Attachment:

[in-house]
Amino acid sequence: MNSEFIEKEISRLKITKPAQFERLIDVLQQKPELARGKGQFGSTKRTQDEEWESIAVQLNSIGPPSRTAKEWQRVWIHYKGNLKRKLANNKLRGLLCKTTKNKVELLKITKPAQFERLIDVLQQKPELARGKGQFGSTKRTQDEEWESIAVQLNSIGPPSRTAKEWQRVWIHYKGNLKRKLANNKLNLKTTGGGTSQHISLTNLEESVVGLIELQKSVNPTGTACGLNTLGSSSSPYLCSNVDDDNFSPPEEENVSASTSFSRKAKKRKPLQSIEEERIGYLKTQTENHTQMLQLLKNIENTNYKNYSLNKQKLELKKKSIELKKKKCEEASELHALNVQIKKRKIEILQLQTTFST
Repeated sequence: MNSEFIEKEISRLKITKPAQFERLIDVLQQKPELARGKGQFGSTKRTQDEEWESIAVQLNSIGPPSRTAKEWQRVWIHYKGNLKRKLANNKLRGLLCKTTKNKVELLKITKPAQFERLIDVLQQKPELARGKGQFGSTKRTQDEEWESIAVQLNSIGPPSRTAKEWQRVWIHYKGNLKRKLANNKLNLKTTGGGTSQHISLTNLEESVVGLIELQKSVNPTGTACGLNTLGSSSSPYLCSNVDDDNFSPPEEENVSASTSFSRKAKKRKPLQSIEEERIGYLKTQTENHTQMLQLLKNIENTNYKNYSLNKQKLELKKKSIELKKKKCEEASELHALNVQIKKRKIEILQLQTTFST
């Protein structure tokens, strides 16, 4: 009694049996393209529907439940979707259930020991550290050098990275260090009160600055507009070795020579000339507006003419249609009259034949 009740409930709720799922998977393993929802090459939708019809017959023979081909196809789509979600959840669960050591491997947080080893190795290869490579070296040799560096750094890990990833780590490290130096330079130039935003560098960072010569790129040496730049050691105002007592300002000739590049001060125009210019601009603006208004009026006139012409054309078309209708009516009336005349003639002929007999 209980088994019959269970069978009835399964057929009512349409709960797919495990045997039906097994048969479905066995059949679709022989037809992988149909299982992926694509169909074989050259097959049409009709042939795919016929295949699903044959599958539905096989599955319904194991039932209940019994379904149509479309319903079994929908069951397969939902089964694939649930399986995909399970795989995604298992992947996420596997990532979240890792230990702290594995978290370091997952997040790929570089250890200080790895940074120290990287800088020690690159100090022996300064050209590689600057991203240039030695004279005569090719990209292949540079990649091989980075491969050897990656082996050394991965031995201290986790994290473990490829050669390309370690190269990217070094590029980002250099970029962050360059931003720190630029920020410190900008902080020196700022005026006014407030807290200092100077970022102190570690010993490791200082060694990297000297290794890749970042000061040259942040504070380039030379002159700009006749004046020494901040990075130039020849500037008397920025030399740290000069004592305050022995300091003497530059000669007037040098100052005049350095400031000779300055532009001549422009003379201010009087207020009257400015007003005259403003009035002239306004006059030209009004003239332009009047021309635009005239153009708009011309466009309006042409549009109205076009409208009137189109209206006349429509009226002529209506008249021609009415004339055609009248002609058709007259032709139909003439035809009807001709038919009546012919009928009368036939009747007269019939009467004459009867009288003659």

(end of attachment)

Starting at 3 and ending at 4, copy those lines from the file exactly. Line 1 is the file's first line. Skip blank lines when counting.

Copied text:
Repeated sequence: MNSEFIEKEISRLKITKPAQFERLIDVLQQKPELARGKGQFGSTKRTQDEEWESIAVQLNSIGPPSRTAKEWQRVWIHYKGNLKRKLANNKLRGLLCKTTKNKVELLKITKPAQFERLIDVLQQKPELARGKGQFGSTKRTQDEEWESIAVQLNSIGPPSRTAKEWQRVWIHYKGNLKRKLANNKLNLKTTGGGTSQHISLTNLEESVVGLIELQKSVNPTGTACGLNTLGSSSSPYLCSNVDDDNFSPPEEENVSASTSFSRKAKKRKPLQSIEEERIGYLKTQTENHTQMLQLLKNIENTNYKNYSLNKQKLELKKKSIELKKKKCEEASELHALNVQIKKRKIEILQLQTTFST
């Protein structure tokens, strides 16, 4: 009694049996393209529907439940979707259930020991550290050098990275260090009160600055507009070795020579000339507006003419249609009259034949 009740409930709720799922998977393993929802090459939708019809017959023979081909196809789509979600959840669960050591491997947080080893190795290869490579070296040799560096750094890990990833780590490290130096330079130039935003560098960072010569790129040496730049050691105002007592300002000739590049001060125009210019601009603006208004009026006139012409054309078309209708009516009336005349003639002929007999 209980088994019959269970069978009835399964057929009512349409709960797919495990045997039906097994048969479905066995059949679709022989037809992988149909299982992926694509169909074989050259097959049409009709042939795919016929295949699903044959599958539905096989599955319904194991039932209940019994379904149509479309319903079994929908069951397969939902089964694939649930399986995909399970795989995604298992992947996420596997990532979240890792230990702290594995978290370091997952997040790929570089250890200080790895940074120290990287800088020690690159100090022996300064050209590689600057991203240039030695004279005569090719990209292949540079990649091989980075491969050897990656082996050394991965031995201290986790994290473990490829050669390309370690190269990217070094590029980002250099970029962050360059931003720190630029920020410190900008902080020196700022005026006014407030807290200092100077970022102190570690010993490791200082060694990297000297290794890749970042000061040259942040504070380039030379002159700009006749004046020494901040990075130039020849500037008397920025030399740290000069004592305050022995300091003497530059000669007037040098100052005049350095400031000779300055532009001549422009003379201010009087207020009257400015007003005259403003009035002239306004006059030209009004003239332009009047021309635009005239153009708009011309466009309006042409549009109205076009409208009137189109209206006349429509009226002529209506008249021609009415004339055609009248002609058709007259032709139909003439035809009807001709038919009546012919009928009368036939009747007269019939009467004459009867009288003659």